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Old 12-10-21, 04:32 PM
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A good bike for me is one that fits and is really comfortable to ride and stealth quiet.
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Old 12-10-21, 05:11 PM
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- It fits me
- It works reliably and safely
- It excites me and makes me want to ride it
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Old 12-10-21, 05:34 PM
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A quiet bike that really fits me. Oh, and it's gotta have a level top tube. I have one that doesn't and the aesthetic of that machine has relegated it to the shed. And no matter what I do it seems like that bike just doesn't fit me right.
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Old 12-10-21, 06:03 PM
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The idea of a "good bike' is an n-dimensional hyperspace, where n is a large, possibly infinite, number.
There are so many criteria, which differ from person to person and, form time to time and situation to situation within one person that it is like a Platonic ideal, something to aspire to, while realizing you will never attain it.
All that being said, the times I find myself telling my bike it is a good bike are times it has taken care of me; handled dicey terrain with out incident, carried me farther than I thought I could go that day, felt faster, or more comfortable than I expected, just, in general improved the ride experience.
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Old 12-10-21, 06:04 PM
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I'm easily pleased. I like four bikes I own and think they are all "good" or I wouldn't have acquired them. Two of them cost less than $50 for both. Acquired one in a trade. All were used. Now if the Wyoming weather would cooperate so I can go for a ride.
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Old 12-11-21, 02:03 AM
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Originally Posted by _ForceD_ View Post
…what constitutes a “good bike” for you?
A bike that lets me do what I want to do on the bike.
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Old 12-11-21, 06:32 AM
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Italian bikes are a good start.
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Old 12-11-21, 06:34 AM
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A good bike disappears underneath me. I don't notice anything about it. Everything works and it becomes an extension of myself.
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Old 12-11-21, 10:35 AM
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"Good" as opposed to what?

If we're talking about a bare-minimum threshold, then any bike that fits well and operates quietly and reliably is a good bike. But for me to actually want it, the bar is much higher.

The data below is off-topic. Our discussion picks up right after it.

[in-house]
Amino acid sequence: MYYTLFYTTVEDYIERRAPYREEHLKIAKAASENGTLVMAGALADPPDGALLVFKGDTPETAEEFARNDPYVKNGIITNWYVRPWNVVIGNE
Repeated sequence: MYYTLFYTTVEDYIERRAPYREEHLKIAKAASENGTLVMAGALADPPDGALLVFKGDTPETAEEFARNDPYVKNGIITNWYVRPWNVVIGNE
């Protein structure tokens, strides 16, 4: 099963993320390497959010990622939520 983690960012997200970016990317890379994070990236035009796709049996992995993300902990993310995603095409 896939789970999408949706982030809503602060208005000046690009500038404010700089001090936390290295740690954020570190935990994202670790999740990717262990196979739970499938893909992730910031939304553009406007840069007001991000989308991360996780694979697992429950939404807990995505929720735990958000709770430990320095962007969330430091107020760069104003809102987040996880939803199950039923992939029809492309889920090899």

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Old 12-11-21, 10:51 AM
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If you think your bike is good, it is good. If you are happy with it enjoy it. Don't let the opinions of strangers on the internet ruin that for you.
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Old 12-11-21, 11:02 AM
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Old 12-11-21, 12:33 PM
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Yeah, in my late teens (IIRC) I had a couple of ~3hr speed rides with a buddy that we did. He was an amateur racer; we both were distance runners. Could do a 25mph average along this one route we had ... mostly flat but with occasional short hills up out of (or down into) the trail along river bank. Nowadays, I'm doing pretty well if I get north of 15mph, and that's only for much more brief periods. Mostly I'm a ~10mph guy, these days.

For me, the "right" bike is a nearly-upright "city" bike format. Current bike is built on a mid-'90s Trek 970 steel frame, Surly Troll fork, great components, with a Brooks saddle, riser stem and Nitto Bosco swept bars. Required riding position due to old injuries that preclude any "sportier" setup. Works for me.

Weather's turning quite cold in my area, so it's mostly indoors gym exercise and floor work, except on nice days. Will get back to the frequent trail and road rides in early March or so, when the nasty weather begins to break.

Last edited by Clyde1820; 12-11-21 at 01:09 PM. Reason: spelling
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Old 12-11-21, 12:40 PM
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Originally Posted by seypat View Post
A good bike disappears underneath me. I don't notice anything about it. Everything works and it becomes an extension of myself.
Exactly!
When this happens I lose track of time. Machine and Spirit become one in nature.
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Old 12-11-21, 01:05 PM
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A good bike is one I feel confident riding down the mountain without touching the brakes.
If I was able to pedal it to the top, that's good too.
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Old 12-11-21, 01:05 PM
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It puts s smile on my face within the first twenty feet.